What does “gokurousama” mean? ご苦労さま
The Japanese sometimes say to someone who has done some tasks or did some work as follows:
Have you heard these?
This is a phrase for a person to appreciate the pain that the person has worked. The word “kurou（苦労）" in “go-kurou-sama" means “hard work", and the suffix “sama（様）" which expresses a polite meaning to people, so altogether it means “thank you for your hard work".
However, care must be taken when using this word.
Origin of “gokurousama"
There is a phrase similar to “gokurousama", called “otsukaresama（お疲れ様、お疲れさま）".
Currently, this “otsukaresama" is understood as a phrase that can be used by anyone, whereas “gokurousama" is considered to be usable by people who are in a superior position to somebody in a subordinate position.
Many people recognize that, and many manner classes teach it that way.
Then, for example, “otsukaresama", the boss can be used in all directions, including subordinates, subordinates to bosses, teachers to students and vice versa, families and friends.
Many people in many workplaces think that they should say “otsukaresamadesu（お疲れ様です）" when leaving the office.
And many believe that “gokurousama" should be used when bosses approve subordinate labor. Therefore, some bosses don’t feel so good that their subordinates say “gokurousamadesita" to them.
So, unless you’re a boss, it’s safer to say “otukaresama（お疲れ様、お疲れさま）" or “otsukaresamadeshita（お疲れ様でした、お疲れさまでした）", or “otsukare–（お疲れー）" in a casual situation than to say “gokurousama".
There is a situation where “gokurousama" may be used by anyone. That is, for example, when you receive a parcel from a courier and you want to say “thank you."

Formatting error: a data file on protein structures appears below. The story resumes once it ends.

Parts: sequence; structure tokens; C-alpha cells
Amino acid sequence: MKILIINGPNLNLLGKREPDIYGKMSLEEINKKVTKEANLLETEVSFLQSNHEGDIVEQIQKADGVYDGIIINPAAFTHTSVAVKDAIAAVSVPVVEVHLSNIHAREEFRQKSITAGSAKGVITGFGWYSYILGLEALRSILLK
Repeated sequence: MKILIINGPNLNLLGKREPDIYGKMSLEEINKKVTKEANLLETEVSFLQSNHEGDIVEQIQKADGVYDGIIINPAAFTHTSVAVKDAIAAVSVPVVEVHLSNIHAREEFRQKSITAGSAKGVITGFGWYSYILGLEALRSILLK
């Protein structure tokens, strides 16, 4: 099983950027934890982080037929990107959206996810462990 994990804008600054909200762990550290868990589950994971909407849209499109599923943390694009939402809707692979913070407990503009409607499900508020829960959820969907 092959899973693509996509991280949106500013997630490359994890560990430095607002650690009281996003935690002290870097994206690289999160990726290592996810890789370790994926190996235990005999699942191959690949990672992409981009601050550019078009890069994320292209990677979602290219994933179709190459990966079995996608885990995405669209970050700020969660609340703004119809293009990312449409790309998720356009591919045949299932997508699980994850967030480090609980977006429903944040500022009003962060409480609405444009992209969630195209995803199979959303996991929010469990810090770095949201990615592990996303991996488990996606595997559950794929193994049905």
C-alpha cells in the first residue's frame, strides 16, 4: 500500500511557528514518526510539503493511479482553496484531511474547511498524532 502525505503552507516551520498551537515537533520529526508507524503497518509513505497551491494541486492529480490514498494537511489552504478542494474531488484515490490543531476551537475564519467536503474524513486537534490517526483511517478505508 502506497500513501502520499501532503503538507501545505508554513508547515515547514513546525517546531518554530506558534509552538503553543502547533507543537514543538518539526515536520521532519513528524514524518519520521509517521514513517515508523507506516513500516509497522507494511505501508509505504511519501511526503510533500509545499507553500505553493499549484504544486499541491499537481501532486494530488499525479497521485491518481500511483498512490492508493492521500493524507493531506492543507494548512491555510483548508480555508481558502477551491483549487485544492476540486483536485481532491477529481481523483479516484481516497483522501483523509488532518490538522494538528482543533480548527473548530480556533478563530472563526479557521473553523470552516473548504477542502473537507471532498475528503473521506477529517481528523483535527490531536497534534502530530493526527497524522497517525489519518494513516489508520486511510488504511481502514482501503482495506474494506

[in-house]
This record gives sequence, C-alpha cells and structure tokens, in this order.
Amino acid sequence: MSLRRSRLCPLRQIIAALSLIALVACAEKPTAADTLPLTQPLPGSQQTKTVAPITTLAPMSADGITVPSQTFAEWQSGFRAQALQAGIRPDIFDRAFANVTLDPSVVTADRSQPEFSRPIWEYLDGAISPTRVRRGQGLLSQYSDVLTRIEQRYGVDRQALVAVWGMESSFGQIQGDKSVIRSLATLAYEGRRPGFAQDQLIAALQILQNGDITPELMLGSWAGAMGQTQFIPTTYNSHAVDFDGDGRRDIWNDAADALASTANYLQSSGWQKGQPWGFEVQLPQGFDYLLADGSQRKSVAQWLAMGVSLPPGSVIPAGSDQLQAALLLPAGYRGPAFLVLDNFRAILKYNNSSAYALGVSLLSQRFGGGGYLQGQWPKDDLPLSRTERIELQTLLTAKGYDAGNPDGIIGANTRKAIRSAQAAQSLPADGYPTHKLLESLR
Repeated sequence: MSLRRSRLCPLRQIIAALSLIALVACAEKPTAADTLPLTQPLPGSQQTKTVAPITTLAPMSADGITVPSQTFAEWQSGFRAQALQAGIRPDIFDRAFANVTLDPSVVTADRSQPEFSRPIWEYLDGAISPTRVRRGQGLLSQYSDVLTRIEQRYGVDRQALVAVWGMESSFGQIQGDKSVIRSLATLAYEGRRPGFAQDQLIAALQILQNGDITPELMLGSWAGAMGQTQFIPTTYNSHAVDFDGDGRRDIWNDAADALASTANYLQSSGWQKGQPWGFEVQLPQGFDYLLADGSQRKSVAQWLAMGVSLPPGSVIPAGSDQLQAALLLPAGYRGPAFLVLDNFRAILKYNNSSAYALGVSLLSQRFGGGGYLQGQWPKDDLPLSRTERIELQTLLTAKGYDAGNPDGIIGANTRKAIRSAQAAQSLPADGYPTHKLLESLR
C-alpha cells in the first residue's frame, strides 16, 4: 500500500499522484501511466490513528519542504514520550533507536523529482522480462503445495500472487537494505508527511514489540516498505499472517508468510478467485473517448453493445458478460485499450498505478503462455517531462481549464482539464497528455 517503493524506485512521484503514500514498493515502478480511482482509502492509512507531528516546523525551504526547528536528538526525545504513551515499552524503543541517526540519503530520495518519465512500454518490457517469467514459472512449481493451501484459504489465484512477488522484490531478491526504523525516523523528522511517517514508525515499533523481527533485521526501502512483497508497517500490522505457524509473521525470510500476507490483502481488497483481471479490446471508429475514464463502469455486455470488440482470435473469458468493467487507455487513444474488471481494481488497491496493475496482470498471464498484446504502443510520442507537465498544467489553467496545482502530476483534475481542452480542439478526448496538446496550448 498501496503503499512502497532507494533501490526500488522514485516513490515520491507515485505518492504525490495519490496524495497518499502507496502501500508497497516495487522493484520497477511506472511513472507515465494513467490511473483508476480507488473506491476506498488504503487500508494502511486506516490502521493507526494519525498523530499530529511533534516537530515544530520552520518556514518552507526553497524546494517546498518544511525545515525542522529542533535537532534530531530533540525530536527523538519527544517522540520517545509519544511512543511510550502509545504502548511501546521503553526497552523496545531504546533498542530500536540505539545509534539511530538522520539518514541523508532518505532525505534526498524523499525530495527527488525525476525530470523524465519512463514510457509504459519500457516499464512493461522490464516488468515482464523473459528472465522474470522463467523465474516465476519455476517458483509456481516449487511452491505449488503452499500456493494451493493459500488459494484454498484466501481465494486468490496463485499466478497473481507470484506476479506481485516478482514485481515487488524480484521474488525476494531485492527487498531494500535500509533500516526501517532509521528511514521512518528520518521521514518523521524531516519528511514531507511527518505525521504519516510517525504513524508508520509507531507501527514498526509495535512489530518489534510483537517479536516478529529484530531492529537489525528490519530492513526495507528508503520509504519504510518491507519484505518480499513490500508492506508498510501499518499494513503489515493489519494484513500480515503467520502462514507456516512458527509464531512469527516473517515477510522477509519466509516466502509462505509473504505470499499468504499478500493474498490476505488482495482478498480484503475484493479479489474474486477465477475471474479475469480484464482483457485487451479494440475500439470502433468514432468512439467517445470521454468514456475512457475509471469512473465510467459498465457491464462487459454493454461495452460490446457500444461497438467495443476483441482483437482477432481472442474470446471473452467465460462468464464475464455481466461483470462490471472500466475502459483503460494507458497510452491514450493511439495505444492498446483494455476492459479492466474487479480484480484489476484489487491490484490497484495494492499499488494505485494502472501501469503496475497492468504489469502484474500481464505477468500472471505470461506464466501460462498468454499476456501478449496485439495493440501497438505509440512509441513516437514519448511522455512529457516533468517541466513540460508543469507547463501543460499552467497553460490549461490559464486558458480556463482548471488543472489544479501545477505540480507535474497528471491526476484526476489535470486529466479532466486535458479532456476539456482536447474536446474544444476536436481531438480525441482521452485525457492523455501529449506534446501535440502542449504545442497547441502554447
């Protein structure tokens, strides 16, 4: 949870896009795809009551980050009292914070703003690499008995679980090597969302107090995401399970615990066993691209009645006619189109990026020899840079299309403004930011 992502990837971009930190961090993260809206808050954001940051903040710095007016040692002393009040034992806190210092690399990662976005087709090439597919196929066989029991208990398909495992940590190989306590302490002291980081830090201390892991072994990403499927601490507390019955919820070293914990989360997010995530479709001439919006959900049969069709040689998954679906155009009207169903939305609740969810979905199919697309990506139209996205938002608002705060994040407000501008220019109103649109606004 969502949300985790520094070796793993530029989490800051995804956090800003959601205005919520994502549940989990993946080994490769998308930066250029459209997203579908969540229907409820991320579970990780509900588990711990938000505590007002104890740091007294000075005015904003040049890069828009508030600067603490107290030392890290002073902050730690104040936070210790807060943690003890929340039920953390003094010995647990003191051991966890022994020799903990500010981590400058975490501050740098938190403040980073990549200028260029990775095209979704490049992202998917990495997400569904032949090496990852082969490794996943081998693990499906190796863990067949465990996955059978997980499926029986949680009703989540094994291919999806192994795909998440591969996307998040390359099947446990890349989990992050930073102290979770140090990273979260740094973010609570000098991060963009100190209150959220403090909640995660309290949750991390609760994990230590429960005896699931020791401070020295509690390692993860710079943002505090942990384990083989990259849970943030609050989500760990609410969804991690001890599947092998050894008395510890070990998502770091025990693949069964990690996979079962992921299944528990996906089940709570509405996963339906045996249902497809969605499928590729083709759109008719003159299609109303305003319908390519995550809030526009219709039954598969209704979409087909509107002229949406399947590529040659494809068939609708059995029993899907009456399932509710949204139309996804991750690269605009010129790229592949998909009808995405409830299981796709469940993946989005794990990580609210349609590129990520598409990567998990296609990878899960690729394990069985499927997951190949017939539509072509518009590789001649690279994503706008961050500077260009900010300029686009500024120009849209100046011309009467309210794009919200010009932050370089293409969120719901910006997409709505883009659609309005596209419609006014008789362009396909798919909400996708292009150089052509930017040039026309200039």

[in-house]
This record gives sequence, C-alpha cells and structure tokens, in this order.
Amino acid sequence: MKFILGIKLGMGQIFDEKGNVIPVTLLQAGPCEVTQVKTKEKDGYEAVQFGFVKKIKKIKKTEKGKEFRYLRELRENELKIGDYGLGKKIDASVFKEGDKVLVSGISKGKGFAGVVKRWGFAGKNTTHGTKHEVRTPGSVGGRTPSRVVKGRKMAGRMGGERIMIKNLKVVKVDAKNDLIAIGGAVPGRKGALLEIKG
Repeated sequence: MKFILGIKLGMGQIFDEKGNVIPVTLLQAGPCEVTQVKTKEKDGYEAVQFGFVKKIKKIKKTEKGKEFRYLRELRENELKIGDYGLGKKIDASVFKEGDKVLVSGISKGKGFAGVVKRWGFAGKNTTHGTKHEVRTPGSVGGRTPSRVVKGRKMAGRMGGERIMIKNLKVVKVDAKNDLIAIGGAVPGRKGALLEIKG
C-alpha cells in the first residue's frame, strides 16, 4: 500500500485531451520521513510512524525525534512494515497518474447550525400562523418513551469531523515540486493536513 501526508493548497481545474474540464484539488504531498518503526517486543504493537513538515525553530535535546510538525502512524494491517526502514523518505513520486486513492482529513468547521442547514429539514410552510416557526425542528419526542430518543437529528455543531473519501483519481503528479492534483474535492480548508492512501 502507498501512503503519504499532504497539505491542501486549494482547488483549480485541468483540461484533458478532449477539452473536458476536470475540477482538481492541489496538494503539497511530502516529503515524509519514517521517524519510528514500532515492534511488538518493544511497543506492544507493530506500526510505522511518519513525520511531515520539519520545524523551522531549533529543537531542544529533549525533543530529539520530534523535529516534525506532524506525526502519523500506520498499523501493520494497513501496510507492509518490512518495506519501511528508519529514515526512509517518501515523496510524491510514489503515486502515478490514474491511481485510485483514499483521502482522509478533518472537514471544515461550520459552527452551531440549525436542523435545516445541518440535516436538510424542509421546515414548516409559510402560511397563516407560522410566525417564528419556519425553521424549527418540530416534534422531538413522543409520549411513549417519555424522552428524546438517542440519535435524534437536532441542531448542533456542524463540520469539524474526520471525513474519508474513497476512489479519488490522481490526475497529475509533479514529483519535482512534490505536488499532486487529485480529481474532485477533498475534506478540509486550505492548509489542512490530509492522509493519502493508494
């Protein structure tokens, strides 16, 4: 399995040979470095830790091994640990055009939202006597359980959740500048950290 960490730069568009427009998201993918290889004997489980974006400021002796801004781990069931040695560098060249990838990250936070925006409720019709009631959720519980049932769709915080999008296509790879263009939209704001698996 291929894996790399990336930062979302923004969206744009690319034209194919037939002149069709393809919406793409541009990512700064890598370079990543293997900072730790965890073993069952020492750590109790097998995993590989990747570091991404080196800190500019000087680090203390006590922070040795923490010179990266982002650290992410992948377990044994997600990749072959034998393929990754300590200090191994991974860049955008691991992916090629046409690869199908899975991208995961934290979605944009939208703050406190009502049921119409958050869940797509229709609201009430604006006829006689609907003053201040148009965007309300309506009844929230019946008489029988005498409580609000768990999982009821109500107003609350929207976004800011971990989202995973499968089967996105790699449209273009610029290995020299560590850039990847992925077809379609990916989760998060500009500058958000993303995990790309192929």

We shouldn’t say “otsukaresama" or “gokurousama"?
Then it should be correct to say “otukaresama" automatically for people in their 60s. However, some Japanese people in their 60s and above feel uncomfortable when young people say “otsukaresama" to them.
The reason is that some people still have the common sense that “gokurousama" and “otsukaresama" are phrases that bosses say.
However, some linguists have claimed that in the Edo era, subordinates used “gokurou" as a greeting to superiors.
In Edo period literature, subordinates use the phrase “gokurou" for their lords, and their lords use the phrase “taigideatta（大儀だった）" for their subordinates. Such manners continued until the Meiji era.
Research shows that superiors began using “gokurou" from the Meiji era. The situation reversed.
“Taigidatta" was a samurai word used until the late Edo period. In the Meiji era, people felt that it sounded old-fashioned.
And it is said that it was replaced by “gokurou". In particular, such phrases began to be used in the military and then spread to the general public.
In the 1980s dictionaries began to state that “gokurou is a rude phrase when used to superiors."
And in the 90s dictionaries began to list both “gokurousama" and “otukaresama" as phrases used by superiors.
It is said that “otsukaresama" has been interpreted as being usable by anyone since about 2000.
(But in the early 90’s when I worked for a Japanese company, “otukaresama" was used regardless of job title. I was told not to say “gokurousama" to my bosses.)
Well, anyway, as of 2019, greeting “otsukaresama" is almost all right.
“Gokurousama" still sounds like “you’ve had a hard time" and a phrase from a person in a higher position.
At the moment, “otsukaresama" is a useful phrase that does not explicitly state whether the person is tired or not or how tired that person is and that you can show some consideration to his/her.